Aisle Seat Pre-March Madness Edition!


March is just a week away, and for the majority of American sports fans, the end of February means one thing: the coming of March Madness.

The sights, the sounds, and the tension of playoff basketball on the high school and collegiate levels make the month of March an annual rite for players and fans alike. Few sporting events bring the excitement and tension of the NCAA post-season, and from small towns to major cities across the land, high school basketball packs in fans from large auditoriums to small gymnasiums.

It’s the perfect time for MGM to release the long-overdue, first-ever Special Edition package of the 1987 classic HOOSIERS (****, 114 mins., PG), rightly regarded by many as The Greatest Sports Film Ever Made.

Beautifully and authentically shot on location in Indiana, backed by a loving script accurate to time and place, and superbly performed by Gene Hackman, Barbara Hershey, Dennis Hopper and a cast of unknowns, “Hoosiers” tells a fictionalized account of a real event: the small Indiana town of Milan’s improbable 1954 run to the coveted State Championship, where they won the title game in dramatic fashion over Muncie. It’s a win that anyone associated with Indiana basketball (or high school basketball anywhere) still talk about, a veritable “Rocky” tale that cynics would decry as a cliche had it not actually happened.

Writer Angelo Pizzo and director David Anspaugh (who would later collaborate to produce another outstanding, true-life sports story, “Rudy,” in 1993) changed some of the names and added various dramatic elements in its central characters – from Hackman’s hardened new coach to Hopper’s alcoholic player parent and Hershey’s disapproving teacher – but the core of the Milan story remained intact. More over, the duo opted to shoot the film on-location during the fall, in venues where the “Hickory Huskers” might well have played during the early ‘50s. They even staged the film’s climactic game in Indianapolis’ Butler Field House, where the actual 1954 game did, in fact, occur – complete with real fans watching an expert re-enactment of the game’s conclusion.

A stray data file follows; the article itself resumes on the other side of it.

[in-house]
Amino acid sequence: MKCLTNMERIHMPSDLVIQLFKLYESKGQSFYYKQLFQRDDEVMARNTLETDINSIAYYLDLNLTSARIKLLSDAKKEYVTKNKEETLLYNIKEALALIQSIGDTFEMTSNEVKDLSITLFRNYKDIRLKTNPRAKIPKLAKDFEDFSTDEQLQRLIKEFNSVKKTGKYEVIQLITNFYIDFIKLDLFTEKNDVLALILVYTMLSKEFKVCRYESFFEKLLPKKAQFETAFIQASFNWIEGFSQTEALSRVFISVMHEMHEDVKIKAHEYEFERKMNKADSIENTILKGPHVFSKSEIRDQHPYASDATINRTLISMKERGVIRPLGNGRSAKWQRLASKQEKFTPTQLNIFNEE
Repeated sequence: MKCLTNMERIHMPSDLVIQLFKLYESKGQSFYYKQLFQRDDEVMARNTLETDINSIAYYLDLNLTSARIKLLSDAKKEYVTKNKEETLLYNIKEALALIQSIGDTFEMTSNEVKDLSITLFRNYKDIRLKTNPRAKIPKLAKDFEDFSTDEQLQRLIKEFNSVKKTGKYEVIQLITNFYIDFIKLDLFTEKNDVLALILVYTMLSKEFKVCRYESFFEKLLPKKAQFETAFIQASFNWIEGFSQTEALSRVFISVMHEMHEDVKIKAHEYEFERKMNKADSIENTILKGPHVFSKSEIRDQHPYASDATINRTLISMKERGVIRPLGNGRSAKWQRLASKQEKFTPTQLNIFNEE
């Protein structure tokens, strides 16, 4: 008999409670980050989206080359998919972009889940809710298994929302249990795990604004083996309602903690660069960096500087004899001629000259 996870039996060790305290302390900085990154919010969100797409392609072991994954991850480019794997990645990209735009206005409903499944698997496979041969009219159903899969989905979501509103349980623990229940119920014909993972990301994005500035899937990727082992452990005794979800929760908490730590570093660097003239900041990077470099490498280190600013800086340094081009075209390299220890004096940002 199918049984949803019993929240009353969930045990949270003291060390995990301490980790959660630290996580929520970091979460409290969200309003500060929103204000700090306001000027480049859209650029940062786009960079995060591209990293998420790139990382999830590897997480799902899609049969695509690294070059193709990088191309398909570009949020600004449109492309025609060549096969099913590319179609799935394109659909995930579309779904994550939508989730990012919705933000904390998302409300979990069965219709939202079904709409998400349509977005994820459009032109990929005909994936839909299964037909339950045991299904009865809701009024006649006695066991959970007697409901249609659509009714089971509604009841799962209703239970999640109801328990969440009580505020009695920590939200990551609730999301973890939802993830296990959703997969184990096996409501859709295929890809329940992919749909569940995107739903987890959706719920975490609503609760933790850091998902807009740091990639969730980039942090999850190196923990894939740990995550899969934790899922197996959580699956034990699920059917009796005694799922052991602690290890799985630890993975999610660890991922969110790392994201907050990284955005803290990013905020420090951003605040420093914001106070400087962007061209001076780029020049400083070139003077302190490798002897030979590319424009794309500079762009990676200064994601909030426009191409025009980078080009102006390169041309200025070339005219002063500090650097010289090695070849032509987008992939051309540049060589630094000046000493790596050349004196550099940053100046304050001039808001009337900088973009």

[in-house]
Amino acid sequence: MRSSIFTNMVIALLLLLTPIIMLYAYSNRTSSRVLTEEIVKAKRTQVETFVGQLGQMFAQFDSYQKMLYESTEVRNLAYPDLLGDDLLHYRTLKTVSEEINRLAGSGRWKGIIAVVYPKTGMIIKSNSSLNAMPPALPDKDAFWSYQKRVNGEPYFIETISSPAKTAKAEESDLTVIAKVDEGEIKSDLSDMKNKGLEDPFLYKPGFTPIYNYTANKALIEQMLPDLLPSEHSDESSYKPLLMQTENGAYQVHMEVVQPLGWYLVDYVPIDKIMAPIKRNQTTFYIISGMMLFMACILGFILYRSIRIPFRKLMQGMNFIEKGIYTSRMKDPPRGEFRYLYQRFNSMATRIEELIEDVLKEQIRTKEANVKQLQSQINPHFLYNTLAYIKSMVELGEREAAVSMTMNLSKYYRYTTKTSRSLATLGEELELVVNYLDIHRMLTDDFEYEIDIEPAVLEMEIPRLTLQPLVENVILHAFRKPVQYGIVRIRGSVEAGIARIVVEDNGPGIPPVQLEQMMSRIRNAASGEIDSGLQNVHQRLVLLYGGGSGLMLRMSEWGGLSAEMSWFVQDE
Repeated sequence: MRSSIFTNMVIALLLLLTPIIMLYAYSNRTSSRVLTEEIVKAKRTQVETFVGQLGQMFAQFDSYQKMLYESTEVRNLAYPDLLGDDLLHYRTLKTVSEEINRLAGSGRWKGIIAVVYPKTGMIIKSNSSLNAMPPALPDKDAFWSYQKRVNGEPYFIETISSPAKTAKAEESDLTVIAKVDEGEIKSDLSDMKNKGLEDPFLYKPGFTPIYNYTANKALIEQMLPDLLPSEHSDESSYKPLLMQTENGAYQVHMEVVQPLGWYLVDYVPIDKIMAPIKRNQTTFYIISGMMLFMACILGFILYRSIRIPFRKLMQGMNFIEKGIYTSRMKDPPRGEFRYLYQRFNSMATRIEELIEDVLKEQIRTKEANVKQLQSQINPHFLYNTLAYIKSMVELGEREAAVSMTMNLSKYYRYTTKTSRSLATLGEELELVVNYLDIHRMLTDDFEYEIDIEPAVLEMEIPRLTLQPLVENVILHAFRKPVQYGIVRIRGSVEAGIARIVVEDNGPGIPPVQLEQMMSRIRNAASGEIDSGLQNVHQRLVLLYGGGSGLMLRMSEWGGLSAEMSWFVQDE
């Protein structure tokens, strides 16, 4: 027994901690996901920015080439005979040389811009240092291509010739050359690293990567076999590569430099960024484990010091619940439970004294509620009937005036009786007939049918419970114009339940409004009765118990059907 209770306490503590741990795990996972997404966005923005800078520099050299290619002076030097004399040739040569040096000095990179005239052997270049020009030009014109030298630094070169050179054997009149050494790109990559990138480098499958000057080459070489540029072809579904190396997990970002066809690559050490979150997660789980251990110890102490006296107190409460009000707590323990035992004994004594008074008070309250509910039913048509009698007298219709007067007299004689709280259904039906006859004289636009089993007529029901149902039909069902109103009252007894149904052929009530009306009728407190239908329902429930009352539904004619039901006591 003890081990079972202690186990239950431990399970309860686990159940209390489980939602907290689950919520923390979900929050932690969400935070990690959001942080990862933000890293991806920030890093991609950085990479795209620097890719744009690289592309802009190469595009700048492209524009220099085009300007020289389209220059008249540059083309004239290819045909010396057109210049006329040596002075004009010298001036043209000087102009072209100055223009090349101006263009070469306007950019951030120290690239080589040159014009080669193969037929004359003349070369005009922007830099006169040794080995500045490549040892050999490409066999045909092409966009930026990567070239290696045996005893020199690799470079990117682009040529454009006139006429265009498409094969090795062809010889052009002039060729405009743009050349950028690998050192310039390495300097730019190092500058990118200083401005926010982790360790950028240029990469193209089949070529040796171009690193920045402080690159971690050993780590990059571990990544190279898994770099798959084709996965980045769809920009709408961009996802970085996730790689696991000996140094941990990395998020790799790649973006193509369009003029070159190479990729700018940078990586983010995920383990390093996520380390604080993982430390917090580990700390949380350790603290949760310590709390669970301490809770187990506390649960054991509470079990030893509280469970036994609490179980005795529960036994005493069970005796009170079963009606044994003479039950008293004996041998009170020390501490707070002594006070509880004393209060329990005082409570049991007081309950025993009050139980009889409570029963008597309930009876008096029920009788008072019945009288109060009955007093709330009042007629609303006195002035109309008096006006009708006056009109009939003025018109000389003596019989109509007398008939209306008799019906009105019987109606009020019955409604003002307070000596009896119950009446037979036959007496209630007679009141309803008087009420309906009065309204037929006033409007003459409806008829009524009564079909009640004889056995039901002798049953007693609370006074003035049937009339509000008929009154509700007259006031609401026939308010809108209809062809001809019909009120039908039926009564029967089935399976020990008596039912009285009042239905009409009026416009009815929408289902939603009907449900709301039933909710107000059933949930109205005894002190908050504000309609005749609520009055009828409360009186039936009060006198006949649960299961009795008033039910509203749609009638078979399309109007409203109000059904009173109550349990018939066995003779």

Everything about the movie, from Fred Murphy’s cinematography down to Jerry Goldsmith’s marvelous score, rings true. Few sports films capture the moment and the feeling of importance to a community that “Hoosiers” does, and one needn’t be a basketball aficionado to mine the picture’s rich treasures.

“Hoosiers” has been released so many times on video by different labels that it’s not surprising that it’s never really been given the treatment it’s deserved.

Originally released on video tape and disc by HBO, then by Vestron because of legal battles between Hemdale (which produced the film) and Orion (which released it), the DVD saga of this outstanding 1986 basketball story was likewise similar.

LIVE Home Video (now Lions Gate) released HOOSIERS on DVD in 1997 but discontinued the disc because the rights somehow reverted back to Orion, which itself had been acquired by MGM. LIVE pulled their DVD after several months of circulation, and MGM released their own DVD in 2000 that had a disappointing transfer and muddled 5.1 Dolby Digital track both inferior to the earlier LIVE DVD.

MGM’s newly remastered, two-disc presentation (due out next week, but serves as this week’s Aisle Seat DVD Pick of the Week) isn’t perfect either – there’s a bit of edge-enhancement here and there – but it’s basically on par with the LIVE release and also has the added benefit of being enhanced for 16:9 televisions. The 5.1 Dolby Digital track is still relatively weak: there’s little bass and less surround activity than the 2.0 Dolby Surround track from the LIVE disc, but it’s acceptable, and seems to have been improved at least from MGM’s previous DVD.

Where MGM’s disc shines is in its special features. As you might anticipate, the commentary by Angelo Pizzo and David Anspaugh is a revelation for any “Hoosiers” fan. The duo discuss working on location (they passed up an offer to shoot the film in Canada for more money), casting mostly inexperienced young actors, and details on where the movie was shot.